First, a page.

Today’s economic column from online journalist Luis Nassif follows up on the flap over an appearance by Supreme Court Chief Justice Gilmar Mendes on last night’s Roda Viva, the venerable live interview program on TV Cultura here in Sambodia.
From my own observations, I tend to agree with Nassif’s assessment here, as I often do. Nassif has an analytic bent and an “average reasonable man” approach to life in general that I tend to share.
Imagine, for example, Justice Roberts of the U.S. Supreme Court hiring Burston Marsteller to orchestrate a nationwide media blitz on his behalf, in which he loudly and publicly defends his judicial philosophy and his votes in significant rulings by the court, while pontificating about how the court ought to rule in the future, what Bush should do about the Iraq war, and how Congress should vote on the bank bailout.
The media blitz culminates in one of those Bush-style phony press conferences in which planted shills pose as “journalists.”
I am thinking especially of a State Dept. press conference last year in which press aides did exactly that — impersonated journalists.
That gives you some notion of the spectacle Brazilians are bedazzled by at the moment.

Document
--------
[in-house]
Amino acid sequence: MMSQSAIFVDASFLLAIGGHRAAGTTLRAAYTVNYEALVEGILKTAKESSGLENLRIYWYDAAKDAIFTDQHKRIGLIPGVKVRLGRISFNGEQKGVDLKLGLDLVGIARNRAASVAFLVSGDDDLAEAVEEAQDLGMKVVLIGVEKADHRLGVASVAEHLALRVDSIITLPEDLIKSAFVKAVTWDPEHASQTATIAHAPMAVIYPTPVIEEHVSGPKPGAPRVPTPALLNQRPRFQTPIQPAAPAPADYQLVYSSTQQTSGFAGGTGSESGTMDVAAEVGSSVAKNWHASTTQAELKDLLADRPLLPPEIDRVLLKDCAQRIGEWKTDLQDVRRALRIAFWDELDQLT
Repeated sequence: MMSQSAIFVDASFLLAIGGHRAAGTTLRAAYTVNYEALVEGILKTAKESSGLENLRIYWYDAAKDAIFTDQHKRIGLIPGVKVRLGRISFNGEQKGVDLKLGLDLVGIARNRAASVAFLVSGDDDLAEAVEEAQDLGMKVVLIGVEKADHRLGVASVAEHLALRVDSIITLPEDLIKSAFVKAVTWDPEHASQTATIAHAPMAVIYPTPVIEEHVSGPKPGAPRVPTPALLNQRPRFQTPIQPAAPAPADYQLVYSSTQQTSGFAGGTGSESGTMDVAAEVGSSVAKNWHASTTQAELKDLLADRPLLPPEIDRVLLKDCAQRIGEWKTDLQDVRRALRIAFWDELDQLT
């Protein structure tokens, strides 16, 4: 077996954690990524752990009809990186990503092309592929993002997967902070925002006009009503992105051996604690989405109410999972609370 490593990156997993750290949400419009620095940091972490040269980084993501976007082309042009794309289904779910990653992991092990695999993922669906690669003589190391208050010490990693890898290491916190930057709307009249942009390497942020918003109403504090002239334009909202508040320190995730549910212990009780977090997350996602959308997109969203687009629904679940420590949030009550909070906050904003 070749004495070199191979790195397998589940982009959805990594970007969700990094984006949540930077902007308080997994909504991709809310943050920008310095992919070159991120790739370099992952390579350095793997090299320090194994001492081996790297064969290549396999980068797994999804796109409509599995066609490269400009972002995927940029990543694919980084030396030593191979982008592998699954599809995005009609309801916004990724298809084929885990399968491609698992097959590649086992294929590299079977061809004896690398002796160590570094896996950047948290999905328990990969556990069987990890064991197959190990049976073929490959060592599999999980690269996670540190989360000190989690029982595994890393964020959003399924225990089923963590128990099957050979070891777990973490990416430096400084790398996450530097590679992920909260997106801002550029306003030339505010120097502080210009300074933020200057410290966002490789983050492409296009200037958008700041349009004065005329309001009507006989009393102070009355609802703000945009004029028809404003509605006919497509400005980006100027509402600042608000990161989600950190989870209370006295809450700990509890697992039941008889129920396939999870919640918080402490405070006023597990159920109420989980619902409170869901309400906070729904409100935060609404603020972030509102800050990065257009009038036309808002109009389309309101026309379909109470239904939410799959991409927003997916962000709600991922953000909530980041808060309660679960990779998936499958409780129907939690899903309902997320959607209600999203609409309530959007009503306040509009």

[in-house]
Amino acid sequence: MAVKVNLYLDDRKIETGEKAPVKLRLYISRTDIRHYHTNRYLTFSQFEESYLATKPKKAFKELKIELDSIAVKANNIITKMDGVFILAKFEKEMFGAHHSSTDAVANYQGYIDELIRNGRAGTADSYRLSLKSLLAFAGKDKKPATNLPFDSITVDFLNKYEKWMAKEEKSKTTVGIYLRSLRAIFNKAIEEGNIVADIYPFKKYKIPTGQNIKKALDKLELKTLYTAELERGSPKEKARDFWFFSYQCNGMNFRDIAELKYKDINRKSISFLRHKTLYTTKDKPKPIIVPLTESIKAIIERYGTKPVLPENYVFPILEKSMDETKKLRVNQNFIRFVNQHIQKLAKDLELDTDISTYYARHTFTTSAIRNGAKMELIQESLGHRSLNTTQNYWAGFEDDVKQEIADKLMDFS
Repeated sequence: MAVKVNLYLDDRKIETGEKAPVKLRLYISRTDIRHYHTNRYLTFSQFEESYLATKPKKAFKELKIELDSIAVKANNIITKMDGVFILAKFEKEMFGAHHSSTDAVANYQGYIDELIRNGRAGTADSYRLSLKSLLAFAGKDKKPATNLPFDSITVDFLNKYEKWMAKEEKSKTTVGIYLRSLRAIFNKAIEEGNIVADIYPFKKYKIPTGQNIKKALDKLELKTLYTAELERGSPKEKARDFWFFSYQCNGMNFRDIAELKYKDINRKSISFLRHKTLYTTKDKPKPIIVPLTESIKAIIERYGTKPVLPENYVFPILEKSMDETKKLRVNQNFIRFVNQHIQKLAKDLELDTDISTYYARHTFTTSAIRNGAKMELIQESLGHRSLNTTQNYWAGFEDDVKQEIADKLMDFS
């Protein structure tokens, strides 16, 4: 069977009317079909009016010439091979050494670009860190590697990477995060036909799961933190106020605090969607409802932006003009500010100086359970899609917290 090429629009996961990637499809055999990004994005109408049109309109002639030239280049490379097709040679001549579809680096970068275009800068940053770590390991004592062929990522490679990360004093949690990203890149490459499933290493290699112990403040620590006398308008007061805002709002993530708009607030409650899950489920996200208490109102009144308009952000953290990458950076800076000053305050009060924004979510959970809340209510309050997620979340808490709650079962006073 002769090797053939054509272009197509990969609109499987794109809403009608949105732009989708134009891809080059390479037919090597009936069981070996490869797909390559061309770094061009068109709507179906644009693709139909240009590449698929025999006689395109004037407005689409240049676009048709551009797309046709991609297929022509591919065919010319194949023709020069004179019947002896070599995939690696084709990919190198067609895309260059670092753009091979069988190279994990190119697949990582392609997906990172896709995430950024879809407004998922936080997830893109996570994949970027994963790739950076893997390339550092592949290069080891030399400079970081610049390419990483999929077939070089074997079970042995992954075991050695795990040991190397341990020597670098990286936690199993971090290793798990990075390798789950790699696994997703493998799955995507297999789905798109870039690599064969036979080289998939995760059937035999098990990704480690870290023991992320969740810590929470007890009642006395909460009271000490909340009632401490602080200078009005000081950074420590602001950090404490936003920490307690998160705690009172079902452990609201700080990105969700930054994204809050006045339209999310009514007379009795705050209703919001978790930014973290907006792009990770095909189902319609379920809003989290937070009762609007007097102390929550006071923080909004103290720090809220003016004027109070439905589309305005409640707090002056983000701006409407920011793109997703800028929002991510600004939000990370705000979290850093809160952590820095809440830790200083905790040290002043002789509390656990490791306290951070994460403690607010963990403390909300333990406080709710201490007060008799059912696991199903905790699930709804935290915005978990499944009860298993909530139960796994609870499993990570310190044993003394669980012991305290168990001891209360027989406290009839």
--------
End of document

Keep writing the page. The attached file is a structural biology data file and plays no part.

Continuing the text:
Nos últimos dias, o presidente do Supremo Tribunal Federal (STF), Gilmar Mendes, tem sido alvo de uma impressionante onda de solidariedade: governadores, entidades empresariais, canais de televisão, uma louvação ampla e irrestrita.
In recent days, the Chief Justice has been the object of an extraordinary wave of support: state governors, industrial associations, TV broadcasters, all rendering an ample and unrestricted homage to the magistrate.
Por diversas vezes assumiu atitudes corajosas contra atos arbitrários de juízes, procuradores e policiais. Por outro lado, expôs a imagem do STF com uma verborragia incompatível com o cargo.
On a number of occasions, Mendes has taken courageous stances against arbitrary acts by judges, prosecutors and police. On the other hand, he has degraded the image of the Supreme Court with a tendency to talk too much that is incompatible with the post he occupies.
He is a real ex parte animal, this Mendes.
The sight of the man engaging in this freewheeling punditry, amplified by the gazillion-jigawatt megaphone of the national news media, goes against everything they taught me in those pre-law courses back in college about what judiciousness is supposed to look like.
O primeiro passo para entender esse fenômeno é situar corretamente a questão da repressão no país, dividindo-a em dois pontos.
In order to understand this phenomenon correctly, we must first properly situate the issue of law enforcement in this country, dividing it into two points.